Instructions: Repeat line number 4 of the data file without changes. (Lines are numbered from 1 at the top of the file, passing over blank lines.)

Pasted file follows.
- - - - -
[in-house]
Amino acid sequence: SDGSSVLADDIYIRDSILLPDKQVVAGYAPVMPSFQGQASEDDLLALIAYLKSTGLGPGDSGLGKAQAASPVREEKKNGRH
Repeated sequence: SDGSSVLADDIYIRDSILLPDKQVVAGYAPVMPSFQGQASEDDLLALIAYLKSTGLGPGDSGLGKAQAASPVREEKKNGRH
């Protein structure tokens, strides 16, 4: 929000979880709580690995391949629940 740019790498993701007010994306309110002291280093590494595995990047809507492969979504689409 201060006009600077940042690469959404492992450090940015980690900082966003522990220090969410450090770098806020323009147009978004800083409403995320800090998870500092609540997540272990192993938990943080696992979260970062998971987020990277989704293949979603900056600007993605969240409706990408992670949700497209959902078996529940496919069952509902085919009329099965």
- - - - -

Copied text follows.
């Protein structure tokens, strides 16, 4: 929000979880709580690995391949629940 740019790498993701007010994306309110002291280093590494595995990047809507492969979504689409 201060006009600077940042690469959404492992450090940015980690900082966003522990220090969410450090770098806020323009147009978004800083409403995320800090998870500092609540997540272990192993938990943080696992979260970062998971987020990277989704293949979603900056600007993605969240409706990408992670949700497209959902078996529940496919069952509902085919009329099965």